Nan Hughes lived from 5 October 1885 to 27 June 1947. She was a socialist, local politician, and daughter of Keir Hardie, first leader of the Labour Party. The wider picture in Scotland at the time is set out in our Historical Timeline.
Agnes Paterson (Nan) Hardie was born in Cumnock in Ayrshire. She was the daughter of the first leader of the Labour Party, Keir Hardie and Lillie Wilson. She was educated in Cumnock, but her poor background and a serious illness in 1902 prevented her progressing very far. Although Keir Hardie spent much of his time from the 1890s in London, as an MP representing a London seat in Parliament, his family remained inCumnock.
Nan Hardie grew up into a strongly socialist but highly insecure individual given to bouts of severe depression. She worked as a secretary for her father when he became MP for Merthyr Tydfil in Wales in 1902. After her father's death in 1915 Nan Hardie campaigned against conscription, in the process meeting Emrys Hughes, who was imprisoned as a conscientious objector in 1916. They met again after the war when he went to Scotland to work as a journalist, and married in 1924, continuing to live in Cumnock. In 1933 Nan Hughes was elected as a Labour councillor on Cumnock Town Council and the following year she became Convenor of Cumnock Public Health Committee. In 1935 she became Provost of Cumnock, succeeding her husband in the role. Her main legacy was a major slum clearance and council-house building program that meant that by 1939, ¾ of the town's population were living in modern low rent accommodation.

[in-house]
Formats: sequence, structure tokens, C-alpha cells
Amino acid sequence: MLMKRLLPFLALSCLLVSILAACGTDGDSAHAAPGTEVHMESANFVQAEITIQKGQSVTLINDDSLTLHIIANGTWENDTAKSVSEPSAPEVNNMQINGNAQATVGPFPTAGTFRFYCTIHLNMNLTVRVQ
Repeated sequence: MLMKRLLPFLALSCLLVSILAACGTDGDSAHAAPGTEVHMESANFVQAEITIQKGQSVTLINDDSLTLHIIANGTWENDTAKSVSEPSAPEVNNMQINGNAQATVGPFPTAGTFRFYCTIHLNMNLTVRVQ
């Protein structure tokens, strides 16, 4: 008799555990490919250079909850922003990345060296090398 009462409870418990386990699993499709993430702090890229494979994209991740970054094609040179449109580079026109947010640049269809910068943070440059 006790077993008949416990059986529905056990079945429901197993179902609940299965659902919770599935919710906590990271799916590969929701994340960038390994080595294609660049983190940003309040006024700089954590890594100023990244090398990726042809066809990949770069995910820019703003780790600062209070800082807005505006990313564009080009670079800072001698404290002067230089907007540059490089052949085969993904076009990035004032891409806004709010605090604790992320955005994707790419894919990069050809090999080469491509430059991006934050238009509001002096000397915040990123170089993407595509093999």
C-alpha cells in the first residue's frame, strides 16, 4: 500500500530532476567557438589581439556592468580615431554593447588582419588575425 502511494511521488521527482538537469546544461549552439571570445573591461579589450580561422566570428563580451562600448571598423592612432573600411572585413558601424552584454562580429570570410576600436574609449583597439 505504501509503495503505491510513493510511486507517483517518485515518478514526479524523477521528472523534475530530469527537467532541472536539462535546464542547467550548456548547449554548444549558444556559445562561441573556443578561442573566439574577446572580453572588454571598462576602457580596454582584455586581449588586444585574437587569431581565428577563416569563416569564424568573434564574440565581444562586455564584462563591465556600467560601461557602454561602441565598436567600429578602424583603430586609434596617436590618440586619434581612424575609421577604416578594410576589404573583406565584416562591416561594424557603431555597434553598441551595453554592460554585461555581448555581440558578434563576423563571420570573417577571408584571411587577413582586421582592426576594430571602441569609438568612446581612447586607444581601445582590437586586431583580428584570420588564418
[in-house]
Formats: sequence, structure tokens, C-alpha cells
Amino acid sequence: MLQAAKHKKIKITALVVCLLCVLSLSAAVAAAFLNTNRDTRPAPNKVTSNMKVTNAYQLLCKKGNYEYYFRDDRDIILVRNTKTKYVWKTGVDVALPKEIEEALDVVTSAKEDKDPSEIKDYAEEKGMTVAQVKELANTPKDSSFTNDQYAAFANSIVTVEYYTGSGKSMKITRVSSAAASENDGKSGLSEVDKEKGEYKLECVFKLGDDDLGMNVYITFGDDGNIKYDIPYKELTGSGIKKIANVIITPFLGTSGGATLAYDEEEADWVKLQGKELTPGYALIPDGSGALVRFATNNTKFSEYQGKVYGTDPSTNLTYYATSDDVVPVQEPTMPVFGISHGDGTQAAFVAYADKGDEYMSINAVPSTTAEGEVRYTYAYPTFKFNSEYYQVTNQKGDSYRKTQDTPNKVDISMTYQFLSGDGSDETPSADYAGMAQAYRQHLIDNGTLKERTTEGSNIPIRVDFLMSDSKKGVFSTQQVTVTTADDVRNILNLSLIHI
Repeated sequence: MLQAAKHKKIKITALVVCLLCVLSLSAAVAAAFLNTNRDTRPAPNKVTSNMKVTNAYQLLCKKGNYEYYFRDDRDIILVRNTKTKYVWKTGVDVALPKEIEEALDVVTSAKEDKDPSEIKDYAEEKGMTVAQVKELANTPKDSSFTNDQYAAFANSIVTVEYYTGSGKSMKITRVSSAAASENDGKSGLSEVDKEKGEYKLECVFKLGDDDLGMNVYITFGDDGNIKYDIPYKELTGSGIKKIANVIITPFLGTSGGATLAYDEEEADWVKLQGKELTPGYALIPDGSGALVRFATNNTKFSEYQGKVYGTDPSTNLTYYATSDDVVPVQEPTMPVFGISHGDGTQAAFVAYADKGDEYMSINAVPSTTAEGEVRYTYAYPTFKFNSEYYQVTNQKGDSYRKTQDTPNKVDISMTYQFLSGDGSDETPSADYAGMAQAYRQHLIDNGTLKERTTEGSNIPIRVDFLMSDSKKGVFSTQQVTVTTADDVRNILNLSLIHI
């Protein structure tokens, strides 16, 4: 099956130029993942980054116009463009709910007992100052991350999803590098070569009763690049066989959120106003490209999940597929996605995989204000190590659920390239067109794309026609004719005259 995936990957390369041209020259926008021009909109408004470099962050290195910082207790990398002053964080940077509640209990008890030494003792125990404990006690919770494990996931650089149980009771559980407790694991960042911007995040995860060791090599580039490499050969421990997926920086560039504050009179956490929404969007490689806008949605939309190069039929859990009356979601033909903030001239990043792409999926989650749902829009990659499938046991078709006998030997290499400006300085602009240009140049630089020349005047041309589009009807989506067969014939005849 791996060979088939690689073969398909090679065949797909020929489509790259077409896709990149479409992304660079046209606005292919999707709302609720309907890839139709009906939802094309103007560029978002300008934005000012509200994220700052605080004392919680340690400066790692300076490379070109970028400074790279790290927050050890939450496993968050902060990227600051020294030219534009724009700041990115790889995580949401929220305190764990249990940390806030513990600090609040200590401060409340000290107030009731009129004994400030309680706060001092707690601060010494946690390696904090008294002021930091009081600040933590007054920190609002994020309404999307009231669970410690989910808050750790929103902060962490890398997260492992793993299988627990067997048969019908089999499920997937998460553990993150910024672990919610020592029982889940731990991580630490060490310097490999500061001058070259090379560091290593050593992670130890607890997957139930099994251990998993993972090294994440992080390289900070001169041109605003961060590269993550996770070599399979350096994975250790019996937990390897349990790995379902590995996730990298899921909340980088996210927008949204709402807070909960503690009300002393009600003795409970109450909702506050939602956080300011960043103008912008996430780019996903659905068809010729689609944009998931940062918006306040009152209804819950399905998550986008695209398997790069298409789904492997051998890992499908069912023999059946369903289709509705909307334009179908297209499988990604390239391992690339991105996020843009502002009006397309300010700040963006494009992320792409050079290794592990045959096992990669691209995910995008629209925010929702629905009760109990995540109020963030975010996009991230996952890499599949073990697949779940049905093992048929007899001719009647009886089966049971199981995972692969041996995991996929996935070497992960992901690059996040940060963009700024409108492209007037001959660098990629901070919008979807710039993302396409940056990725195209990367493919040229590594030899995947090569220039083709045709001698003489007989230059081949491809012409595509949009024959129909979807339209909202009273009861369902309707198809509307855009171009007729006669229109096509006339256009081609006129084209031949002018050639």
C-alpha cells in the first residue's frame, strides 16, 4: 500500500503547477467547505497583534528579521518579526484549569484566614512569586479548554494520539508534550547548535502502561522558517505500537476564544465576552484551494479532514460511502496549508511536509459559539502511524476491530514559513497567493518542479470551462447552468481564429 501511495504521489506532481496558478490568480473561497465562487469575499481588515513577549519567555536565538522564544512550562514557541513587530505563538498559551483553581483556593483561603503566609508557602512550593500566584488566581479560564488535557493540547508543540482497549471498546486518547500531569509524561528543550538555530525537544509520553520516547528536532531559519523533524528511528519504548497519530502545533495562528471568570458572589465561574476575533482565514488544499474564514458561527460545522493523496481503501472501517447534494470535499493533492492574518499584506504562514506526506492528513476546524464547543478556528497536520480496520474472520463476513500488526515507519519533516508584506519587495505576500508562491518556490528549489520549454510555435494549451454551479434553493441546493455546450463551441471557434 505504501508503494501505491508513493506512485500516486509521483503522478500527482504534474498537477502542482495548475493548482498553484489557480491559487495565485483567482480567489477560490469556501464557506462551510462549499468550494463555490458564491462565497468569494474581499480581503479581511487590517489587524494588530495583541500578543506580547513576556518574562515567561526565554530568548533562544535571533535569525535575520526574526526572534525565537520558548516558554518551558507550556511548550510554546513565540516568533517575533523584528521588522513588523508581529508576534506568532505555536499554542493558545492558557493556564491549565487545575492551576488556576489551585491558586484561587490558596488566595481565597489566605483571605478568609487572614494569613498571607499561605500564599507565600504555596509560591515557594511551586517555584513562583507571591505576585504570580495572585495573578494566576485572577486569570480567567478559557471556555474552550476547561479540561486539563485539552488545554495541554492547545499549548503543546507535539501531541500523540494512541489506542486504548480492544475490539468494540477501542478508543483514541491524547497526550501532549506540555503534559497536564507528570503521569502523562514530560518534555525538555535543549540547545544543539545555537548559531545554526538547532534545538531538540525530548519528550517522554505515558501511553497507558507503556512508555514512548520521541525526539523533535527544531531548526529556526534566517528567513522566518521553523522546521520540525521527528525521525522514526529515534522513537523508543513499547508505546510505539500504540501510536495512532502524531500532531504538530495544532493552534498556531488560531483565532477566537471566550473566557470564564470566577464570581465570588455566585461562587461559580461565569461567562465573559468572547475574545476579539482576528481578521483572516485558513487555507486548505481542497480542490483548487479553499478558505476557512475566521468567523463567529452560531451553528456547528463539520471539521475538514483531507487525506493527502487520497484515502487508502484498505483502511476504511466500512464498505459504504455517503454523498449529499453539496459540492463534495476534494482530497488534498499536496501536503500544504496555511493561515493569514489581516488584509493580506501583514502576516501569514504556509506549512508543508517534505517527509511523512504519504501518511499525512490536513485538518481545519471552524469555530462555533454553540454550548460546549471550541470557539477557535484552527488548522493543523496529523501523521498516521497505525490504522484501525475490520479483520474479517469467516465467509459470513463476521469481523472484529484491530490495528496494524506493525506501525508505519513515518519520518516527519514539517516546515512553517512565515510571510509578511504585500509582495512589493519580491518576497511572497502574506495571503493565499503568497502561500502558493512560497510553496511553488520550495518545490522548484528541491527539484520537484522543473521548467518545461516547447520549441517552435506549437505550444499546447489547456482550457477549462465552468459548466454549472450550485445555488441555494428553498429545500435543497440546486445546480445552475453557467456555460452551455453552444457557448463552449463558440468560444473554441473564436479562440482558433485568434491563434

Nan Hughes remained a prominent local politician in Ayrshire throughout the Second World War, despite increasing bouts of depression later attributed to the conflict between her pacifism and her role as a wartime community leader as the joint chair of the Cumnock Red Cross and War Work Committee. In 1946, Emrys Hughes was elected Labour MP for South Ayrshire in a by-election. Nan fell ill not long afterwards and died the following year.
This biography draws on research first published in "The Biographical Dictionary of Scottish Women".